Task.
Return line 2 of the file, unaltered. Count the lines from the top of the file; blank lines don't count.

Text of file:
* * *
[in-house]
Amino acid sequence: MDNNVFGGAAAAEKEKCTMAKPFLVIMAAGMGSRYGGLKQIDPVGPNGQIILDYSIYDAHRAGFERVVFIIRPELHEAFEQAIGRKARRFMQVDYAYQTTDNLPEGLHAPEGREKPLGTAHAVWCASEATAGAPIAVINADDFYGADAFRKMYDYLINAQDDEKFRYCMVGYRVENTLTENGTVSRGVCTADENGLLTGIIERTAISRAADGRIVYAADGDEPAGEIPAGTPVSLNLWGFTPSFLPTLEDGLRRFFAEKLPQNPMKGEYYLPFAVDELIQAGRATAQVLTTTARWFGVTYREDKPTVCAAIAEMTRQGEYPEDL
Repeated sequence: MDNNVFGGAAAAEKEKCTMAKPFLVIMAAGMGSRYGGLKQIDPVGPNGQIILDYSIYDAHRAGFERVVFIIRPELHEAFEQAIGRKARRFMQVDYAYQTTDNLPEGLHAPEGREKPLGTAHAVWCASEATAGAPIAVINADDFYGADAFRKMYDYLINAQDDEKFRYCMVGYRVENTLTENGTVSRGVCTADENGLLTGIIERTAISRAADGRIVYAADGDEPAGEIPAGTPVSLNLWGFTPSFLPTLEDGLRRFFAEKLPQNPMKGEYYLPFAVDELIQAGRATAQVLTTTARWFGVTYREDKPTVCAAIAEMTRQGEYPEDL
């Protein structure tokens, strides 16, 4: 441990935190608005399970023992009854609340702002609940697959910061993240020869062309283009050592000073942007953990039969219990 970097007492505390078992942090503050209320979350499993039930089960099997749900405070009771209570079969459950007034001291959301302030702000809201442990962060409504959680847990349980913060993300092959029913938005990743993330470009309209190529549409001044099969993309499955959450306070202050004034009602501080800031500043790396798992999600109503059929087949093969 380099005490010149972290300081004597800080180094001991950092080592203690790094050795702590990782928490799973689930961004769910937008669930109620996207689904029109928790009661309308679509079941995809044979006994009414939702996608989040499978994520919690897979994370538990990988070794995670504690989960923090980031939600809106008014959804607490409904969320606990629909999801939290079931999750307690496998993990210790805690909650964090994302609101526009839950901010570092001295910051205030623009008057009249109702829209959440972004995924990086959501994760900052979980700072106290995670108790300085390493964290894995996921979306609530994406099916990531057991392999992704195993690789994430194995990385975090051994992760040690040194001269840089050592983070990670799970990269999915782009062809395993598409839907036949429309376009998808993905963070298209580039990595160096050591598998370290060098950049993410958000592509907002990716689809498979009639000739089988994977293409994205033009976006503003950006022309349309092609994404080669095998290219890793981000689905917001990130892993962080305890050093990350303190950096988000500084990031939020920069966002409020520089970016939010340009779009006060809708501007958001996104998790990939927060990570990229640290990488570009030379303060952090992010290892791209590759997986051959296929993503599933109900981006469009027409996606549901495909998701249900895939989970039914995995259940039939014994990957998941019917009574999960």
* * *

Amino acid sequence: MDNNVFGGAAAAEKEKCTMAKPFLVIMAAGMGSRYGGLKQIDPVGPNGQIILDYSIYDAHRAGFERVVFIIRPELHEAFEQAIGRKARRFMQVDYAYQTTDNLPEGLHAPEGREKPLGTAHAVWCASEATAGAPIAVINADDFYGADAFRKMYDYLINAQDDEKFRYCMVGYRVENTLTENGTVSRGVCTADENGLLTGIIERTAISRAADGRIVYAADGDEPAGEIPAGTPVSLNLWGFTPSFLPTLEDGLRRFFAEKLPQNPMKGEYYLPFAVDELIQAGRATAQVLTTTARWFGVTYREDKPTVCAAIAEMTRQGEYPEDL